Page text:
Overall, goals relating to socializing and student collaboration are less important to students than goals relating to future endeavors. The researchers did note some disparities in goal-orientation among different demographics of students. Foreign students identify GPA and social skill development as more important aspirations than their non-foreign peers. Parents were more likely to identify a career transition as an important goal, while non-parents were more likely than parents to identify transferring to another college or University as a primary goal.

What percent of students identify with each goal?
Percentage of students who identify with a particular goal

Student Challenges

Students live complex lives. They have family obligations, work obligations (75 percent of students surveyed had some form of work!), other engagements, etc., and when students’ needs aren’t met in their everyday lives, their academic performances suffer as a result.

It should be no surprise, then, that the pressing challenges for most students surveyed were related to non-curricular issues. 55 percent of respondents identified balancing family, household, and school responsibilities as somewhat or very difficult. 54 percent of respondents rated balancing work and school responsibilities as similarly difficult. 50 percent of respondents had issues coming up with enough money to pay for all their basic needs, while 49 percent of respondents noted difficulty having enough money to pay for their courses. 46 percent of students had issues with time management.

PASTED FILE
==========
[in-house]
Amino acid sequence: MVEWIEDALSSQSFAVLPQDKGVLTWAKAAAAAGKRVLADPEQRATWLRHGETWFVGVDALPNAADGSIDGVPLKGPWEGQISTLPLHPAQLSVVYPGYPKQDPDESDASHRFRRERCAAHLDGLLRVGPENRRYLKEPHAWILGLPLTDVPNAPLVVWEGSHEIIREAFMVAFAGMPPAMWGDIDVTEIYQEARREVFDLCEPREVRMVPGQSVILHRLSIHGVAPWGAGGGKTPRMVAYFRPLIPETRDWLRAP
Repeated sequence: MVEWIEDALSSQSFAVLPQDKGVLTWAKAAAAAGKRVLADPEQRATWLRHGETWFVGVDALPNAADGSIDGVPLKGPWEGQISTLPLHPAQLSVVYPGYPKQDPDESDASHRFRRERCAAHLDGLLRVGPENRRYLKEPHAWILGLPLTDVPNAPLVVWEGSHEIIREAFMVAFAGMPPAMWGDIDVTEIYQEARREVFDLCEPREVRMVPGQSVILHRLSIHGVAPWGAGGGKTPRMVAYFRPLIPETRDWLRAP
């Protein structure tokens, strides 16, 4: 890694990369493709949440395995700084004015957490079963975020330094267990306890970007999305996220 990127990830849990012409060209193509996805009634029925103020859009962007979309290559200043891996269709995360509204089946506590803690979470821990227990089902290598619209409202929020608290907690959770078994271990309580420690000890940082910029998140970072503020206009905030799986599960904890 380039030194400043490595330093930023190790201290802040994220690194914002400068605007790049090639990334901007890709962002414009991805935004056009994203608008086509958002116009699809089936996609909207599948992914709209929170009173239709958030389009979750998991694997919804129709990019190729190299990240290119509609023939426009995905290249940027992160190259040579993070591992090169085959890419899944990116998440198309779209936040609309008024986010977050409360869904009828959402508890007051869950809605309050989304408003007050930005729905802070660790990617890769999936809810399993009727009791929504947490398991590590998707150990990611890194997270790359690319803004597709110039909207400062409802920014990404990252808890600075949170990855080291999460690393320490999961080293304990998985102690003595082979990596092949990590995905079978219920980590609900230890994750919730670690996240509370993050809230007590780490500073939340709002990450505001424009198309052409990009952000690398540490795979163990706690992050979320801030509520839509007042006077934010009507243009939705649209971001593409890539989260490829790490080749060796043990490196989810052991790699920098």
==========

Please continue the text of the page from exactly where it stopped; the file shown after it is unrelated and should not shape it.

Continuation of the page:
Curricular challenges aren’t terribly far behind—for example, 37 percent of students struggled writing research papers, 29 percent struggle with finding access to textbooks and other course materials, and 28 percent struggle with completing required courses for their major/program.

Students face a wide range of challenges. Around 20 percent of students noted challenges finding quiet spaces to work in, adjusting to their new communities, seeking help with assignments, or improving their English.

Less than 10 percent noted problems finding access to laptops, computers, or similar devices, and also with finding access to the Internet.

Percentage of students who voice similar challenges

Student Needs